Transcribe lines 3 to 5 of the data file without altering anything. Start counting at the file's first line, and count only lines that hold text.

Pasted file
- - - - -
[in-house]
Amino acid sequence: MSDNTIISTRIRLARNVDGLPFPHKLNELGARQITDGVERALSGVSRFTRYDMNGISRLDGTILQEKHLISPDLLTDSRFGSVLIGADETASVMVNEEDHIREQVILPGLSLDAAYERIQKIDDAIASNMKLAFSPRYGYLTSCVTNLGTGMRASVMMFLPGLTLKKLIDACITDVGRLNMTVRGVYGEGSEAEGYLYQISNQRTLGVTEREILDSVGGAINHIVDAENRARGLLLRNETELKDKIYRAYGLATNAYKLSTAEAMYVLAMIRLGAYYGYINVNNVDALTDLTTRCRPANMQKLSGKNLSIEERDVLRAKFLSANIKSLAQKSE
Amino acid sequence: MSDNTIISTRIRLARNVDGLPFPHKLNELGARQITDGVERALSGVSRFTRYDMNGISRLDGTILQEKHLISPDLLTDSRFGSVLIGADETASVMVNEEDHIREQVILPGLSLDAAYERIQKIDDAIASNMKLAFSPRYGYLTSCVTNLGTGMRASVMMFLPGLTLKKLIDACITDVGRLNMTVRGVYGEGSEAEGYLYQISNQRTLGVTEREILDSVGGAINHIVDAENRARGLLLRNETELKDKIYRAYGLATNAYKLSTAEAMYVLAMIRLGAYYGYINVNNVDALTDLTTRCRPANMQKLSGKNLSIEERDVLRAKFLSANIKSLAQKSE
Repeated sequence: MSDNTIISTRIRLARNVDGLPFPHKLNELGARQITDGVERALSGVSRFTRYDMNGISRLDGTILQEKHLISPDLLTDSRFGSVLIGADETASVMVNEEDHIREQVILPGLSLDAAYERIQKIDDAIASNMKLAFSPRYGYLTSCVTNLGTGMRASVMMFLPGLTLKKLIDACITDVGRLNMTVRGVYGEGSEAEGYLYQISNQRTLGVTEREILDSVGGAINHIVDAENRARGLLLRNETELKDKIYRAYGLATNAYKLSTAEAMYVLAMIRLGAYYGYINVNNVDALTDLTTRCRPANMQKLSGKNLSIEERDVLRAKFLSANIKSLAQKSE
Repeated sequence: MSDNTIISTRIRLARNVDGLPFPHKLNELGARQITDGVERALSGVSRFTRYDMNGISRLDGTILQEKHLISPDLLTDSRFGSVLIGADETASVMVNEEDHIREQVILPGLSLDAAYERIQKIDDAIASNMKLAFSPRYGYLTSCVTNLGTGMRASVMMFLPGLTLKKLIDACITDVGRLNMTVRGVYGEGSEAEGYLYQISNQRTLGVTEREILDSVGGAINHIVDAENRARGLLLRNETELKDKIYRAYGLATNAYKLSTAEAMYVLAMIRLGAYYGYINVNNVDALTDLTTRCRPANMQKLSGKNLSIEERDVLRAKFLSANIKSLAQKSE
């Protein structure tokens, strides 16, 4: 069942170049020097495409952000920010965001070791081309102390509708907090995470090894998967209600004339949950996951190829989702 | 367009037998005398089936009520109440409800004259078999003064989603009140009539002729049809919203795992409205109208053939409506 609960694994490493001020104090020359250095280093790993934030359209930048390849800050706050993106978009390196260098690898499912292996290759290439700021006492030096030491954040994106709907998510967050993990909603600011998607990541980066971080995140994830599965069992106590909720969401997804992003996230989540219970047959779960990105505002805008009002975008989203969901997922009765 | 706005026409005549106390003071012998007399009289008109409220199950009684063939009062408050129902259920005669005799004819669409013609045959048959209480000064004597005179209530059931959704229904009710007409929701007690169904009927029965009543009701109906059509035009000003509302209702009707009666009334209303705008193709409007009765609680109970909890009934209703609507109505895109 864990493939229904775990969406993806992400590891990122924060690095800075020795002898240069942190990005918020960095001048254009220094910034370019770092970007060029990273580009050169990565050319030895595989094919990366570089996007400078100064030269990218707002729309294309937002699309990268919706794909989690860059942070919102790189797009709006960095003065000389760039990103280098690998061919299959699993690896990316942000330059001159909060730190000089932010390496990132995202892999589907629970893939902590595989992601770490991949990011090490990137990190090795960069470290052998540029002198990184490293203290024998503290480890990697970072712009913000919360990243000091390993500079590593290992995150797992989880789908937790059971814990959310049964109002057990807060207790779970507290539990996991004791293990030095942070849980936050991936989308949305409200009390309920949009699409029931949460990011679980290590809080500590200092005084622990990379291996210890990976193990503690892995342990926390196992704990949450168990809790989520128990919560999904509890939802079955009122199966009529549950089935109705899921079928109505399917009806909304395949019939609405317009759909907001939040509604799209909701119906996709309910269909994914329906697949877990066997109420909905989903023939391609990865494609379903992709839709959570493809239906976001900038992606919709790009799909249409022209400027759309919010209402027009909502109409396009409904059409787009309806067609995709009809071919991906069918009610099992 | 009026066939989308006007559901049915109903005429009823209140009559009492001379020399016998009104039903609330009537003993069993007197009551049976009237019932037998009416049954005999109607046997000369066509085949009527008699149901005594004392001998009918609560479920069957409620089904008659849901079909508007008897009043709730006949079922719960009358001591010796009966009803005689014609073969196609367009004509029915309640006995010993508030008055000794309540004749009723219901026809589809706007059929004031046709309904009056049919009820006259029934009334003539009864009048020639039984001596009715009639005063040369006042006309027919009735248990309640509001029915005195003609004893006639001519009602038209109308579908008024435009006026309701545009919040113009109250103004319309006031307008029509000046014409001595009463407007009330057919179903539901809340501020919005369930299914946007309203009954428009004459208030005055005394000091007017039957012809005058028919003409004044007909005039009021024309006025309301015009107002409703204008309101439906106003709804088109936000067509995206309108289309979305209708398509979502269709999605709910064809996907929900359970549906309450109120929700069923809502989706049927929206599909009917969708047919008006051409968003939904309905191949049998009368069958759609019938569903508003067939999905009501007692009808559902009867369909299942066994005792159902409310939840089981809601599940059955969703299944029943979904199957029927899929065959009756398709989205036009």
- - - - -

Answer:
Amino acid sequence: MSDNTIISTRIRLARNVDGLPFPHKLNELGARQITDGVERALSGVSRFTRYDMNGISRLDGTILQEKHLISPDLLTDSRFGSVLIGADETASVMVNEEDHIREQVILPGLSLDAAYERIQKIDDAIASNMKLAFSPRYGYLTSCVTNLGTGMRASVMMFLPGLTLKKLIDACITDVGRLNMTVRGVYGEGSEAEGYLYQISNQRTLGVTEREILDSVGGAINHIVDAENRARGLLLRNETELKDKIYRAYGLATNAYKLSTAEAMYVLAMIRLGAYYGYINVNNVDALTDLTTRCRPANMQKLSGKNLSIEERDVLRAKFLSANIKSLAQKSE
Repeated sequence: MSDNTIISTRIRLARNVDGLPFPHKLNELGARQITDGVERALSGVSRFTRYDMNGISRLDGTILQEKHLISPDLLTDSRFGSVLIGADETASVMVNEEDHIREQVILPGLSLDAAYERIQKIDDAIASNMKLAFSPRYGYLTSCVTNLGTGMRASVMMFLPGLTLKKLIDACITDVGRLNMTVRGVYGEGSEAEGYLYQISNQRTLGVTEREILDSVGGAINHIVDAENRARGLLLRNETELKDKIYRAYGLATNAYKLSTAEAMYVLAMIRLGAYYGYINVNNVDALTDLTTRCRPANMQKLSGKNLSIEERDVLRAKFLSANIKSLAQKSE
Repeated sequence: MSDNTIISTRIRLARNVDGLPFPHKLNELGARQITDGVERALSGVSRFTRYDMNGISRLDGTILQEKHLISPDLLTDSRFGSVLIGADETASVMVNEEDHIREQVILPGLSLDAAYERIQKIDDAIASNMKLAFSPRYGYLTSCVTNLGTGMRASVMMFLPGLTLKKLIDACITDVGRLNMTVRGVYGEGSEAEGYLYQISNQRTLGVTEREILDSVGGAINHIVDAENRARGLLLRNETELKDKIYRAYGLATNAYKLSTAEAMYVLAMIRLGAYYGYINVNNVDALTDLTTRCRPANMQKLSGKNLSIEERDVLRAKFLSANIKSLAQKSE